The tape product of the present invention is the first satisfactory self-fusing electrical insulation tape, to our knowledge, to give consistently good resistance to ultraviolet exposure. This new tape endures indefinitely under conditions of ultraviolet exposure that degrade prior art self-bonding tapes. The tape further has superior resistance to outdoor Weathering in general, including resistance to high temperature environments, oil and oil-like solvent vapors, and ozone-filled atmospheres. As a result the novel tape may be applied in repair and installation applications with confidence of long life. In addition to "ice its improved resistance characteristics, the novel tape product exhibits good tensile strength, elongation, and handleability properties, good dielectric properties, and good self-adhesion properties so that overlapped wrappings on a conductor fuse to a homogeneous sheath.

In general, these superior properties are obtained with an insulating tape composition that comprises the following proportions by weight:

(a) about parts elastomer, including about 15-100 parts of an elastomer having a polymer unit based principally on ethylene and propylene, the balance being an elastomer based principally on isobutylene;

(b) up to about 50 parts of polyethylene or polypropylene;

(c) between about 5 and 75 parts of compatible tackifiers for the elastomers;

(d) up to about 50 parts of compatible plasticizers for the elastomers;

(e) up to about parts fillers; and

(f) up to about 15 parts of a curing agent for the elastomers.

In addition, minor amounts of additives including small amounts of other compatible rubbers and resins may be included to enhance or add particular properties.

Elastomers based on polymers of ethylene and propylene are a principal component of the novel tape. It has been found that ethylene-propylene elastomers provide a tough, resistant rubbery base to which the other components noted hereinafter may be added to give tapes having high chemical stability and resistance to environmental conditions. Tapes of this invention having good properties may be formed of a composition in which the sole elastomerie component is an ethylene-propylene elastomer. Either copolymers of ethylene and propylene or terpolymers that include in addition a minor percentage of a nonconjugated diene such as dicyclopentadiene have been found useful. The terpolymers are preferred inasmuch as tapes in which they are a principal elastomer exhibit superior tensile strength and elongation properties. Ethylene and propylene are typically included in approximately equal weight amounts in the useful ethylenepropylene elastomers, ethylene comprising about 30-70 weight percent, and preferably 40-60 weight percent, of these elastomers, for example. The higher molecular weight ethylene-propylene elastomers are somewhat more preferred because of their greater physical strength.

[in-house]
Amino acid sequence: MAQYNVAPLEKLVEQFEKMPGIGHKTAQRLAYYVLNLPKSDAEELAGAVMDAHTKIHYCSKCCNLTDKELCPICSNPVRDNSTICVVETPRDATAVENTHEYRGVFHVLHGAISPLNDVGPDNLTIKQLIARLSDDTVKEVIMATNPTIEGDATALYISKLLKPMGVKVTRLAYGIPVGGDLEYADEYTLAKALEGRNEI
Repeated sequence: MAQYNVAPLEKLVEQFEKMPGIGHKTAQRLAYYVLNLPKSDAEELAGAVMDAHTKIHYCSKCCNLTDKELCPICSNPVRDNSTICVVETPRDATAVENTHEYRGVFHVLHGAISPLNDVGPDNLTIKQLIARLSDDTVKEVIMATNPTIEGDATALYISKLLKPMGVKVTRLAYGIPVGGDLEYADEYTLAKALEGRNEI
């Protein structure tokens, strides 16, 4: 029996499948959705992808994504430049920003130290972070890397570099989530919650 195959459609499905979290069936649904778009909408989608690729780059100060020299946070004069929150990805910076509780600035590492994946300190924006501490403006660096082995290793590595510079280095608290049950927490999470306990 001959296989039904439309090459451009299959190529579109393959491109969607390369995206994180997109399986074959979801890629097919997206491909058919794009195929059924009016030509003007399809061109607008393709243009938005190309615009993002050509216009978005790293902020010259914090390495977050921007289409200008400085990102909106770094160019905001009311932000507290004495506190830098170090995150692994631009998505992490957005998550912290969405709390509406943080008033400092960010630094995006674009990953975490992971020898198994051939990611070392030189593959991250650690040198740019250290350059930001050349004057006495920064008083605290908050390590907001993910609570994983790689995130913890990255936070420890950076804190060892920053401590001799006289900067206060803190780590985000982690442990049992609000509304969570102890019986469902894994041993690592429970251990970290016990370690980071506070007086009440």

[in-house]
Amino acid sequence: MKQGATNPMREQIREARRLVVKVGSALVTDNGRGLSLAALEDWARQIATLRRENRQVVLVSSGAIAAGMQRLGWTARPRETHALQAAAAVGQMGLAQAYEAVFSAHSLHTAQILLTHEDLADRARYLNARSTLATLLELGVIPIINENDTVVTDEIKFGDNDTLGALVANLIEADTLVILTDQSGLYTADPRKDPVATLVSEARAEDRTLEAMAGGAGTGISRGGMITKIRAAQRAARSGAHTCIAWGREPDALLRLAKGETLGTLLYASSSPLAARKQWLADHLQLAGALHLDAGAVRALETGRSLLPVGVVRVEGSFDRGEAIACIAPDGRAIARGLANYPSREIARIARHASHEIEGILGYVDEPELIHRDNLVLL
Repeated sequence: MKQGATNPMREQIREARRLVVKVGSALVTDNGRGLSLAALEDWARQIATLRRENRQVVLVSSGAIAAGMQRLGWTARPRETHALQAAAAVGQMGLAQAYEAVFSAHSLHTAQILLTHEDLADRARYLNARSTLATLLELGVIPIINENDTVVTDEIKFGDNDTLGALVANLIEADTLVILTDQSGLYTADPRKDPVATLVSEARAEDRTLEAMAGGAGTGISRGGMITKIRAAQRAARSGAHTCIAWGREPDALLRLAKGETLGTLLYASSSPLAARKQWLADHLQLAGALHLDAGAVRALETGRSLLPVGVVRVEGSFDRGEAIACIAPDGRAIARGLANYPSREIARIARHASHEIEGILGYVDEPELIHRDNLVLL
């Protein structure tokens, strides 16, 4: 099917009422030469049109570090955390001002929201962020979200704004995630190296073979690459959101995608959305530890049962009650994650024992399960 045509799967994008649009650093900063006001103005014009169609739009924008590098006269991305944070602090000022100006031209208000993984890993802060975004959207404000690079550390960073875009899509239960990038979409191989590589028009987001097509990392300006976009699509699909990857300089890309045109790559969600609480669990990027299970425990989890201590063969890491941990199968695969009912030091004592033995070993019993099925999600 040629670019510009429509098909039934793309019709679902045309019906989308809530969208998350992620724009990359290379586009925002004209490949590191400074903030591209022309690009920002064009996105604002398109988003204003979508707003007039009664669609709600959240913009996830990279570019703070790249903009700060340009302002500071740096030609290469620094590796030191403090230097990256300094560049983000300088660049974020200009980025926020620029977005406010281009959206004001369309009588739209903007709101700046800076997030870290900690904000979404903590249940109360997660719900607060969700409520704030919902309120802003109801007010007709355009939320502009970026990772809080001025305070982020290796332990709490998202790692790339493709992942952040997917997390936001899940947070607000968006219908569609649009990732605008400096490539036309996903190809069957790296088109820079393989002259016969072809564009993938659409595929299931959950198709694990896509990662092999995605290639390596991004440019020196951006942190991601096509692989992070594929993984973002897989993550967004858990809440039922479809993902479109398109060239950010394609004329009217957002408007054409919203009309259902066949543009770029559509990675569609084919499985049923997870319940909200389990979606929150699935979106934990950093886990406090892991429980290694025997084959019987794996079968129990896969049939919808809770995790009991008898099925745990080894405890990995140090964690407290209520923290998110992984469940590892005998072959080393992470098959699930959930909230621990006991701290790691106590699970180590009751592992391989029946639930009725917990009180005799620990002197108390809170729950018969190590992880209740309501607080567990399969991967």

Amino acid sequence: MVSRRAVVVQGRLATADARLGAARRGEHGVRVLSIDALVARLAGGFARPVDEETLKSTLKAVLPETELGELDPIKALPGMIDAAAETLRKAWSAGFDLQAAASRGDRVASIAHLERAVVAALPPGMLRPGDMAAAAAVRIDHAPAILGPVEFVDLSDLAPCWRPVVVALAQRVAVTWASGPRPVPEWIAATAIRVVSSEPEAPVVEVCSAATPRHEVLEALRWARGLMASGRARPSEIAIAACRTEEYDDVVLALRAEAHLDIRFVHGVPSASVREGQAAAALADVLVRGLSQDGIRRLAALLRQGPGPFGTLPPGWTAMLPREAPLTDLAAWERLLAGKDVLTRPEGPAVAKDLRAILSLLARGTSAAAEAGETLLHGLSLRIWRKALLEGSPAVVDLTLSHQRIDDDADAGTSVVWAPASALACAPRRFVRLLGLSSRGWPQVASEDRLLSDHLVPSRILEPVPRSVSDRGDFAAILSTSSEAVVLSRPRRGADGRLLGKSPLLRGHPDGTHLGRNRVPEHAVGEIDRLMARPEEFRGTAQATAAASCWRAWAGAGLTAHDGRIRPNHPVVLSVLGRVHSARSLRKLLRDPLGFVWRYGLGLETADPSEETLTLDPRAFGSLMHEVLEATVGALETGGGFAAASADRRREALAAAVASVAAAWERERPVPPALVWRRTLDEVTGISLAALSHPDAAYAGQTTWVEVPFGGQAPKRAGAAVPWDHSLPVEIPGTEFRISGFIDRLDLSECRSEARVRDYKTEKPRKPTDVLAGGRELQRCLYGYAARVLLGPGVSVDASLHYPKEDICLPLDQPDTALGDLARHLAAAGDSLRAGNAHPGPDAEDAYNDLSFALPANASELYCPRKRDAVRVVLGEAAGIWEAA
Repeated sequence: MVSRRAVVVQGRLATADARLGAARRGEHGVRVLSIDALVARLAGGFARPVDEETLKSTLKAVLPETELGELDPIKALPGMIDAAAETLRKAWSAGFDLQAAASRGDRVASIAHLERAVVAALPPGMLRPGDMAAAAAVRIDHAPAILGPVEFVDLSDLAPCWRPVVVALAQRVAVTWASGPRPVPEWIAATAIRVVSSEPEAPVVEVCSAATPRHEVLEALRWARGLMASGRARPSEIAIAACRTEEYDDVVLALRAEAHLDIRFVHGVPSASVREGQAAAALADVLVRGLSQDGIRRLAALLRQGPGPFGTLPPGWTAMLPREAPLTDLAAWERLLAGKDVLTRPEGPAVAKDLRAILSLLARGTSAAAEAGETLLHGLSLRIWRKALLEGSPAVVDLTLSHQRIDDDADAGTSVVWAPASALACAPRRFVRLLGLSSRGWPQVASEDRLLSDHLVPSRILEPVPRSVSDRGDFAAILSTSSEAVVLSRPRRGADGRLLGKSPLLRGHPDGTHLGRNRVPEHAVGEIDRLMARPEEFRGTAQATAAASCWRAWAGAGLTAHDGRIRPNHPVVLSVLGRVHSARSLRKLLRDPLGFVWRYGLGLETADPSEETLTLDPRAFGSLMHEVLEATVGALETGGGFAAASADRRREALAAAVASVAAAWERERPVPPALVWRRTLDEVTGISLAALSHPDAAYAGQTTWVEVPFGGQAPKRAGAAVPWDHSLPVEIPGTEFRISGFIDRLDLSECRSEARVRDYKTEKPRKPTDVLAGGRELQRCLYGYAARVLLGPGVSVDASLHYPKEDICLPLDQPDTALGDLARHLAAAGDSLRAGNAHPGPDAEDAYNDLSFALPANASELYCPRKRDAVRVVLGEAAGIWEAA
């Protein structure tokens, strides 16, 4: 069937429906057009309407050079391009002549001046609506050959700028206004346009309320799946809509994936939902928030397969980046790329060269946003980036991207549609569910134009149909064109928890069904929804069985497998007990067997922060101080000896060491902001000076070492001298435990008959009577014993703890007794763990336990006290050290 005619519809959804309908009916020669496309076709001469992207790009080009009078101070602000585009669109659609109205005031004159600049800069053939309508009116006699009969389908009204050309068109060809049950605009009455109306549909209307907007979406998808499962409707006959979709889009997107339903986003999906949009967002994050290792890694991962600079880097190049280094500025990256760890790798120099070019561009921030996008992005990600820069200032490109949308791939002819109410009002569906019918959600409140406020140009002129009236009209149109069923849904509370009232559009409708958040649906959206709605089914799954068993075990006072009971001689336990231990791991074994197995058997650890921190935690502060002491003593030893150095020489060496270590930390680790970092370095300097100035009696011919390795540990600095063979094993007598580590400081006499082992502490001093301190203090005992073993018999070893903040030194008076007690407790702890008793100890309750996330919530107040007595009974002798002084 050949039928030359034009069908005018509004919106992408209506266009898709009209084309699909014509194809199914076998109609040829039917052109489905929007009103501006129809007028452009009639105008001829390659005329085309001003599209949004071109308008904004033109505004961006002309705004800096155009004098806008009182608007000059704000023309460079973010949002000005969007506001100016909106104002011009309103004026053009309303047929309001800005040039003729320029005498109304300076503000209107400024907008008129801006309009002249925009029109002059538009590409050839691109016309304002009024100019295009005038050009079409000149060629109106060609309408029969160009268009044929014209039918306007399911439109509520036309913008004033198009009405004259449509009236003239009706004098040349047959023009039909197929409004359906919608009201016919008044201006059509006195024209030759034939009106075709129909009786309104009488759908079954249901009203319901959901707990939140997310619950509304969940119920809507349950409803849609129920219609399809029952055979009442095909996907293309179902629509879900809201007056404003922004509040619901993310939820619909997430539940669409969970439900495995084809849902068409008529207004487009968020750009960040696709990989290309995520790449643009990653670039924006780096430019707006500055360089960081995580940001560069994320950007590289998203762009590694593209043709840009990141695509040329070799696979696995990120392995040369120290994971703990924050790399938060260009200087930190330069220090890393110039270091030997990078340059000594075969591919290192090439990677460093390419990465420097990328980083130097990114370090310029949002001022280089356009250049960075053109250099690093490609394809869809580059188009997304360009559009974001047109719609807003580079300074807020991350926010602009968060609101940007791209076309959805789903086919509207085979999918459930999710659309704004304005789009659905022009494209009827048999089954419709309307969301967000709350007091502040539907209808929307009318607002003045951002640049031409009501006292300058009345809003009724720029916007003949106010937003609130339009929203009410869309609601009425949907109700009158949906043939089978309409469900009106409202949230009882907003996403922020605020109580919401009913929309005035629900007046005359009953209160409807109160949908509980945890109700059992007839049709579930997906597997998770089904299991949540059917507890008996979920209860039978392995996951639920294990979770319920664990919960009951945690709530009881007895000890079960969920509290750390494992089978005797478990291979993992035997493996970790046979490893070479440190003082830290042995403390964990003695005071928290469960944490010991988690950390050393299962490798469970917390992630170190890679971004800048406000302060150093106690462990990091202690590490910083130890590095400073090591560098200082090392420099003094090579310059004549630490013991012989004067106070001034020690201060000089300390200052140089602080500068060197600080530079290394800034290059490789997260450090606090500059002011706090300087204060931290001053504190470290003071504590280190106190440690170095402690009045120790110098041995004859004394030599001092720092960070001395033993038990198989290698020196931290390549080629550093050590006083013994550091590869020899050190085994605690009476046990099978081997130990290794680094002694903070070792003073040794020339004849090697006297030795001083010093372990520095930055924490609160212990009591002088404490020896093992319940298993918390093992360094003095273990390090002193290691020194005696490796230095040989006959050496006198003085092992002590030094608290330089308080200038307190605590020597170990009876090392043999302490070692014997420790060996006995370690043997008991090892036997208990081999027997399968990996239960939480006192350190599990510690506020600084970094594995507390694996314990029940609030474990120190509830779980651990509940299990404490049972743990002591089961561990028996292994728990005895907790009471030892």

Tapes of this invention with the best properties of fusibility and elasticity also include an elastomer based on isobutylene, such as butyl rubber or polyisobutylene. The inclusion of approximately equal weight percentages of ethylene-propylene and isobutylene elastomers have been found to give the best overall balance of properties. However, satisfactory tapes can be produced with the two elastomers present in a range of proportions. A rather surprisingly low amount of ethylene-propylene elastomer substantially increases the resistance of the tape to exposure conditions. When about 15 weight percent of the elastomers are ethylene-propylene rubbers a satisfactory resistance to exposure conditions including ultraviolet radiation, oiland ozone-filled atmospheres, and other conditions of outdoor weathering results; about 25 weight percent of the elastomers or more, however, is a preferred amount of ethylene-propylene rubber because of the high exposure resistance of the elastomer and the increased tensile strength it gives the tape. On the other hand, for the properties of fusibility, elasticity, and smoothness to exist to the preferred extent, the elastomers in the formulation should include at least about 25 Weight percent of an elastomer based on isobutylene.